A total of eighty persons on remand at some prisons across the country were set free under the “Justice For All Program” (JFAP), an initiative meant to decongest the country’s prisons.
Among those who benefited from the program were charged with the offence of possessing narcotic drugs.
In all, 519 remand cases were heard by the Justice For All Program panel as 256 were granted bill and 14 were also convicted and sentenced to prison.
This was revealed by Justice Clemence Honyenuga, an Appeals Court Judge and Chairman of the National Review Taskforce when the team visited the Koforidua Central Prisons, the last place of visit for the year.
Among the eleven places visited include the Winneba Local, Secondi central, Ankarful, Nsawam medium security, Akuse Local, Kpando Local, Ho Central, Sunyani Central, Kumasi Central, Tamale Centraland the Koforidua Central Prisons.
The process for the trial of the suspects was entirely paperless for the first time.
Briefing the media after the exercise, Justice Honyenuga assured the program will continue on till the last remanded prisoner is tried and come out from the prison.
He indicated that some of the suspects charged who were arrested and ought to be charged with the use of such narcotics pleaded guilty to the offence.
The Officer in Charge of the Koforidua Central Prisons, Assistant Director of Prison (ADP) Benedict Bob-Dery said the JFAP had helped reduce the number of inmates at the Koforidua prisons.
He said the Koforidua Prisons is currently made up of more than 650 inmates which is more than the capacity it is expected to admit but said authorities are trying to reduce the number of remands by taking advantage of an initiative such as the Justice For All Program.
Jonathan Osei Owusu, Executive Director of POS Foundation, a Human Right NBGE with the core mandate of promoting Human Right, Youth Development and Social Accountability for his part expressed disappointment the inability of some of the remand prisoners to meet their bail conditions and the refusal of some police investigators to execute the bail as some of the challenges facing the program.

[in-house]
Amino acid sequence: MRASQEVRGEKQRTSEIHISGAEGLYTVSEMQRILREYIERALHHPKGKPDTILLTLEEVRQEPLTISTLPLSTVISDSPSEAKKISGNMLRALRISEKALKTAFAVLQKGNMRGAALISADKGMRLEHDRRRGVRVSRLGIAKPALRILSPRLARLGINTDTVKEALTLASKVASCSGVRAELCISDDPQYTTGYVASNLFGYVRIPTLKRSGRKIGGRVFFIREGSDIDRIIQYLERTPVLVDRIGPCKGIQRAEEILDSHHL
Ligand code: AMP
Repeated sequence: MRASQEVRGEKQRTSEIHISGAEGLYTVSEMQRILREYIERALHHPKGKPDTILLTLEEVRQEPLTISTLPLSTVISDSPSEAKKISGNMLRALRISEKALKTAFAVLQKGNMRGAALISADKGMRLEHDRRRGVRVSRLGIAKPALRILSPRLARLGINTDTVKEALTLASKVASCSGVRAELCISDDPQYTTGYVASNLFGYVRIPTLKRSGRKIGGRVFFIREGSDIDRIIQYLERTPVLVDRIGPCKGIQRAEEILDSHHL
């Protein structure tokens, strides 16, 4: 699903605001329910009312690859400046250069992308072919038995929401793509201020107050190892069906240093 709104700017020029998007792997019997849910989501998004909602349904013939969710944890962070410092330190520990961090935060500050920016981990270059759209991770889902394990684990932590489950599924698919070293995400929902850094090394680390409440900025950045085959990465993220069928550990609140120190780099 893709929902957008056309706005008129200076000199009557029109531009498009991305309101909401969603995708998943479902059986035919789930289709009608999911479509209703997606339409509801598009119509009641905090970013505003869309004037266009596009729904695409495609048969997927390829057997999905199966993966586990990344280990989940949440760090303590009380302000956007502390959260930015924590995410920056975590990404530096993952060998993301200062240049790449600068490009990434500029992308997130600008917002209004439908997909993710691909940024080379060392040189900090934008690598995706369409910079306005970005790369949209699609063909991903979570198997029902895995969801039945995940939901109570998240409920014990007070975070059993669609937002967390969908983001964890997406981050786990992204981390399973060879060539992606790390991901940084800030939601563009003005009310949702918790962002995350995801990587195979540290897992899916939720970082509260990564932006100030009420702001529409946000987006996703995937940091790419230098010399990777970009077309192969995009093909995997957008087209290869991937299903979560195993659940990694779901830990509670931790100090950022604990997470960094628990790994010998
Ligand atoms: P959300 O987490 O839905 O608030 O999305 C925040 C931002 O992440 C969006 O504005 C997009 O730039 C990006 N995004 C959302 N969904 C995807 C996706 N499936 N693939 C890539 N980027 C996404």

At the two-day sitting in the Koforidua Central Prison led by Mr. Justice Constance Honyenuga heard the cases of 66 remand prisoners.
The remand prisoners were represented by three lawyers who all provided their legal services on a pro-bono basis and the State also for the State led by the Eastern Regional Attorney, Justice Emily Addo Okyere.
The JFAP was established in 2007 to help reduce overcrowding in the country’s system and also provide justice for remand prisoners whose trial had stalled or were yet to commence even though they had spent years in custody.
It is being done under the joint auspices of the Judicial Service, theAttorney-General’s Department, the Ghana Prisons and Police Services as well as Perfector of Sentiment (POS) Foundation.
This year’s event is being funded by the Danish International Development Agency (DANIDA)
The program involves the setting up of special courts at the prisons where the cases of prisoners whose cases meet the criteria of the program are reviewed.
Ten years since the inception of the Justice for All Program attended to a total remanded case of 3,812 out of which 752 persons were discharged, 1241 were granted bail and 149 others were also sentenced to prison.
Source: David Sackey